‘Official’ National Election Campaign Start Date Announced

Election campaigning will begin on June 27 for the two major and six minor political parties that are contesting the July 28 polls, the National Election Committee (NEC) said on Friday.

Announcing the official campaign start date, NEC member Som Chandina warned that state-owned resources, particularly government vehicles, can not be used by any political party to support their campaigning.

Opposition party members have long accused Prime Minister Hun Sen’s CPP of using state-owned cars, buildings and other resources during the ruling party’s election campaigning. “Regarding state-owned transportation, such as cars with government, police and Royal Cambodian Armed Forces number plates, I would like to call on all political parties to avoid this,” Mr. Chandina said.

Asked by opposition party candidate Ros So on where the NEC stood regarding political parties employing vehicles without number plates, or using temporary plates, NEC Secretary-General Tep Nytha said the issue was for the traffic police and not election monitors.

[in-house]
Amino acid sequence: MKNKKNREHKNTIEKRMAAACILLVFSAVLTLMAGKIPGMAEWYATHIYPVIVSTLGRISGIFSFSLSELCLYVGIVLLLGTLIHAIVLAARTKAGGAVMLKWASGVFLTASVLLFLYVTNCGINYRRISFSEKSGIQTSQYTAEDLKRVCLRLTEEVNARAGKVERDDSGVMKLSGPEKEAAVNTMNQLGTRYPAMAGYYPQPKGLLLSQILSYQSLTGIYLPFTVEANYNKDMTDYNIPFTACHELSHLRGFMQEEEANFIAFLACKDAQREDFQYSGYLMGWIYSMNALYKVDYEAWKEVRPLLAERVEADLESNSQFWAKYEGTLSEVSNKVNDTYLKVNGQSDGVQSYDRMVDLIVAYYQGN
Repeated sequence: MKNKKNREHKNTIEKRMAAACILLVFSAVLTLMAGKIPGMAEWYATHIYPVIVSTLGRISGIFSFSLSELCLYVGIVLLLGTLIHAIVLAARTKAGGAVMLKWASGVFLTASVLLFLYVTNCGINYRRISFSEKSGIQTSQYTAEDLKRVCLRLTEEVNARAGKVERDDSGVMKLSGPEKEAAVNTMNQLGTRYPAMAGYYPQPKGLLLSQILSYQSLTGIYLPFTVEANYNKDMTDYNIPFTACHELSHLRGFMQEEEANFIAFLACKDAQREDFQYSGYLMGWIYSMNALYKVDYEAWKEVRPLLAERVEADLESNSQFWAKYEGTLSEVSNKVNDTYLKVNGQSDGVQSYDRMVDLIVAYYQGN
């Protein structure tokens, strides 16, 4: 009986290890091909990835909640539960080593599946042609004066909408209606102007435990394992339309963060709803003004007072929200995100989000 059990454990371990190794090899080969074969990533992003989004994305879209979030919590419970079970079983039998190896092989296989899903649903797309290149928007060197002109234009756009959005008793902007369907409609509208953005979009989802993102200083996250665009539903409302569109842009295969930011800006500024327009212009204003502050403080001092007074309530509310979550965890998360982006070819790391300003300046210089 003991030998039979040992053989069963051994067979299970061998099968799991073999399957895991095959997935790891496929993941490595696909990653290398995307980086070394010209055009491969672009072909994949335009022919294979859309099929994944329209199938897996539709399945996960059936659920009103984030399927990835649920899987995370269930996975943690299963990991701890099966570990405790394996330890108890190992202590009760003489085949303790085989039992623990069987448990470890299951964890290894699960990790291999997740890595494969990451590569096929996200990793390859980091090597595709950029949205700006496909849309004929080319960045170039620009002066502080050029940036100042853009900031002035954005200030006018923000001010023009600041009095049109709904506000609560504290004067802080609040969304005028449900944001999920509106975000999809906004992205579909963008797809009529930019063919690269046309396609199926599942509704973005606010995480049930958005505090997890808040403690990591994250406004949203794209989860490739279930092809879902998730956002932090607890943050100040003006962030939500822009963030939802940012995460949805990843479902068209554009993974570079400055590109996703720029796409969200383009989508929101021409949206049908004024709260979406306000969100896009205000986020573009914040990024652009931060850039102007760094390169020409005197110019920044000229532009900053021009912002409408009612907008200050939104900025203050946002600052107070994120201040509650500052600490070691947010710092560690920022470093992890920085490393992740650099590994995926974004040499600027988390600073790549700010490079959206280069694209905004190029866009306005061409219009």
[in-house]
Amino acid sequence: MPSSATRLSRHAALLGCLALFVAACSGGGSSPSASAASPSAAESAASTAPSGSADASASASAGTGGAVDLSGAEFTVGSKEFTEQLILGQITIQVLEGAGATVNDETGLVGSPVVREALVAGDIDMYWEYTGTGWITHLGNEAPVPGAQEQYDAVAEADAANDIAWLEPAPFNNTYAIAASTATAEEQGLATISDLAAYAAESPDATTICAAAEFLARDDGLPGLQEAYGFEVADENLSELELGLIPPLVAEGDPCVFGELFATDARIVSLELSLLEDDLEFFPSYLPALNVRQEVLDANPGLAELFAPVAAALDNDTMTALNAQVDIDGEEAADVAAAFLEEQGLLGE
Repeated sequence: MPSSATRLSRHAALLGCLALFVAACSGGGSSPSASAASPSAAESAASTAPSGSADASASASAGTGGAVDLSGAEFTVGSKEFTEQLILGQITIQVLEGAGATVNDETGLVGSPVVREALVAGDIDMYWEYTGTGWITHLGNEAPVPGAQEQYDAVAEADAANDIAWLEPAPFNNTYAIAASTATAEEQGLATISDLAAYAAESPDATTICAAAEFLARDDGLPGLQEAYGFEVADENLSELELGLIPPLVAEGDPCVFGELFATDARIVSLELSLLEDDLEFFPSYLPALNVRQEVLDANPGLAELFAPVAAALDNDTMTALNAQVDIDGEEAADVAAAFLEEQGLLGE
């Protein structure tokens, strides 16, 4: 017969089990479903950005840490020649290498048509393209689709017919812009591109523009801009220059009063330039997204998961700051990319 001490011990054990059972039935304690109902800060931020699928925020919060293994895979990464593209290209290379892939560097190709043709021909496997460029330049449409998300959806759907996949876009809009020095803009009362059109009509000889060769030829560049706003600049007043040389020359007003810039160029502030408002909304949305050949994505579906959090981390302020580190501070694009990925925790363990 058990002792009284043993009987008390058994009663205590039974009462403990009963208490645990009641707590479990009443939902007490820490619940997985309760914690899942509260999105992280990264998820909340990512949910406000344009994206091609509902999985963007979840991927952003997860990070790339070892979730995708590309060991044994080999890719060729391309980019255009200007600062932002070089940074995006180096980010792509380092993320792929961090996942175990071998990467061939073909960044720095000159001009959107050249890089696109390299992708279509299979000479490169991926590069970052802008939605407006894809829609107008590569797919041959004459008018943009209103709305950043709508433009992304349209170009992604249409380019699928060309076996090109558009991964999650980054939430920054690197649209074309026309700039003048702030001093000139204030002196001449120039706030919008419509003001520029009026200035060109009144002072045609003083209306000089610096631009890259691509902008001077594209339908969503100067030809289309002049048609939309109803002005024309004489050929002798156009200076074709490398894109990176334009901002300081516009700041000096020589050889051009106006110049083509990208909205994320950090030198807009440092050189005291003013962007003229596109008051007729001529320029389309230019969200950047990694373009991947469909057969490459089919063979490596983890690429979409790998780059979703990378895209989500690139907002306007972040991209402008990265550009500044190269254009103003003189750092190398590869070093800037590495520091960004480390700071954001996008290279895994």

“The NEC are not the traffic police,” Mr. Nytha said.

During the one-month campaign, the eight political parties will be allowed 15 minutes of airtime on state-owned media to explain their election platforms. The eight parties’ 15-minute presentations will be broadcast on state-owned TVK during a 2-hour slot set aside each morning and rebroadcast in the evening.

“The eight parties have equal rights,” Mr. Chandina said of the 15-minute slots.

Echoing complaints similar to those over the CPP’s use of state-owned vehicles and property during previous campaigns, critics of the CPP have long slated what they call an outrageously skewed national media environment, both private and state-owned, which provides almost blanket coverage of Mr. Hun Sen and his party while all but ignoring the political opposition.

Mr. Nytha said on Friday that all media should stay neutral.

Under NEC rules, political parties are not allowed to campaign for the election until June 27. However, Mr. Hun Sen has for weeks used his public speeches—which are broadcast by TVK, and almost all privately-owned television stations—to press the public to vote for him, warning of the dangers that the country would face were his party to lose the vote.

Yim Sovann, spokesman for the Cambodia National Rescue Party, said on Friday that the NEC’s bias toward the ruling party was apparent in its silence in the face of Mr. Hun Sen’s flagrant election campaigning.

“The CPP also uses the media, TV and radio, to attack the opposition party every day. It is a violation of the [NEC] law. Yet the NEC doesn’t do anything about it,” he said.

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